A little explanation might be helpful here. Every three years, a defined benefit pension scheme must be assessed by the scheme actuary to calculate the surplus or deficit which exists in the scheme. Essentially, the assets the scheme holds are compared with the benefit promises that the scheme has to provide and the difference will reveal how well the scheme can meet its liabilities. To paraphrase Mr Micawber, if the assets outweigh the liabilities, result happiness; if they do not, result misery. If a scheme valuation discloses a deficit, then the trustees and the employer must come up with a cunning plan to reduce this deficit over a reasonable period of time. This is called the recovery plan, and it has to be agreed between the trustees and the employer and sent to The Pensions Regulator (TPR), which, while it may not formally 'approve' the plan as such, should nevertheless review it to ensure that it is reasonable.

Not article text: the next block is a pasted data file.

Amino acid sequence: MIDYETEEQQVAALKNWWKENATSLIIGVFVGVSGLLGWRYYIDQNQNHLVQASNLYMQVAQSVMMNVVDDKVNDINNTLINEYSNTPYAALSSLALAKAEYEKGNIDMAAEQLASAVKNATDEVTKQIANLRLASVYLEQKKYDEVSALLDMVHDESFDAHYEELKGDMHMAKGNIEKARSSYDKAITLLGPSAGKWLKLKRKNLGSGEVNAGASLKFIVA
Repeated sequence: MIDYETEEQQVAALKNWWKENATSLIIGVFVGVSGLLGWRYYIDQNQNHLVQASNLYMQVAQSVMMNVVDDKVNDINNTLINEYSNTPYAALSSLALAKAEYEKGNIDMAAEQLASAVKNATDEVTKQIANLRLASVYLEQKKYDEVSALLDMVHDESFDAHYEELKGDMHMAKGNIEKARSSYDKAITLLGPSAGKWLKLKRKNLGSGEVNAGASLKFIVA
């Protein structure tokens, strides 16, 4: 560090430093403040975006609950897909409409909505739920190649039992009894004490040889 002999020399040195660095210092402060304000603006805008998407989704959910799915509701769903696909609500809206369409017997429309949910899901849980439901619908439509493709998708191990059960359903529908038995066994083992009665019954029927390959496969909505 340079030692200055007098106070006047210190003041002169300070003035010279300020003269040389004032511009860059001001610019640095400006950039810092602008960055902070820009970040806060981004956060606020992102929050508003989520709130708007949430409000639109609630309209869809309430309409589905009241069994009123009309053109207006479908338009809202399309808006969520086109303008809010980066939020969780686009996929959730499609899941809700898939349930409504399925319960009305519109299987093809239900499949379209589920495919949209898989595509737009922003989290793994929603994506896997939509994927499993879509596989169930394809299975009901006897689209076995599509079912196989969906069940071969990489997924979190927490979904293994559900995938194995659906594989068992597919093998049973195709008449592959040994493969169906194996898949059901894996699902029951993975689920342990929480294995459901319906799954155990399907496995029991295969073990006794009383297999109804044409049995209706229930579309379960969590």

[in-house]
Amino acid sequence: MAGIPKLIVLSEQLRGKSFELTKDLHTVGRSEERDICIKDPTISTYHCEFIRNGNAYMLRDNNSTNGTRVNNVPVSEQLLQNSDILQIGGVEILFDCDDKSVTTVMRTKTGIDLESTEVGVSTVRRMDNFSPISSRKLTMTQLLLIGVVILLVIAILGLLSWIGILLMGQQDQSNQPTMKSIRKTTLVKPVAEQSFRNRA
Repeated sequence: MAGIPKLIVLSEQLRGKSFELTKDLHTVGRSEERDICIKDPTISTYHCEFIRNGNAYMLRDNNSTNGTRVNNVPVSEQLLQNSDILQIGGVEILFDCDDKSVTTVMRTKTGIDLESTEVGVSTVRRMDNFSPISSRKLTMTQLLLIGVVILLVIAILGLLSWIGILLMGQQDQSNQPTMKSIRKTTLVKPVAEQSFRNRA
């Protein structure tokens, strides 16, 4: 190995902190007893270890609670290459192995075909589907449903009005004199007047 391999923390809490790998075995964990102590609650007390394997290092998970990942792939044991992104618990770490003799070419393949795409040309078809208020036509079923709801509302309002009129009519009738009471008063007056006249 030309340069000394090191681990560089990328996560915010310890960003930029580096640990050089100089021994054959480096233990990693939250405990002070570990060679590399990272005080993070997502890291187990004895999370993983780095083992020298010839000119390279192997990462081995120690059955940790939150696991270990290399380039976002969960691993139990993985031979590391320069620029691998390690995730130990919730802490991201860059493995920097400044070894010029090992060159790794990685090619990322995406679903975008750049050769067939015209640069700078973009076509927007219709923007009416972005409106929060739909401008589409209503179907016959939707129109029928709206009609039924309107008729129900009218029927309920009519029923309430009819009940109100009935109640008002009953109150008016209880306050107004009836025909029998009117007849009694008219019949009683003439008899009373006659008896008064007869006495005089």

TPR has produced a scheme funding code
of practice which sets out in general terms its approach to recovery plans and when it might
ask additional questions. At the time of the problematical plan, TPR had certain 'trigger points' in place which would lead to a deeper scrutiny of plans. One of those 'triggers' was any plan that was longer than ten years. Hold that thought - I'll return to it in a minute.

When the BHS business went into administration, the deficit was understood to be in the region of £571m - eye-watering in anyone's mind. Much of the blame in the popular press and media has so far been laid at Sir Philip Green's door, and questions have already been raised in parliament, with calls for a public enquiry and - from some quarters at least - a public flogging, with a bit of hanging, drawing, and quartering on the side. Well, maybe just a removal of titles, to be fair, but once the court of Twitter has spoken, what passes for 'justice' nowadays may play out its inevitable course.

While Green may indeed have some questions to answer, as far as the pension schemes go, I think the net needs to be cast a little bit wider than that.

Regulatory failings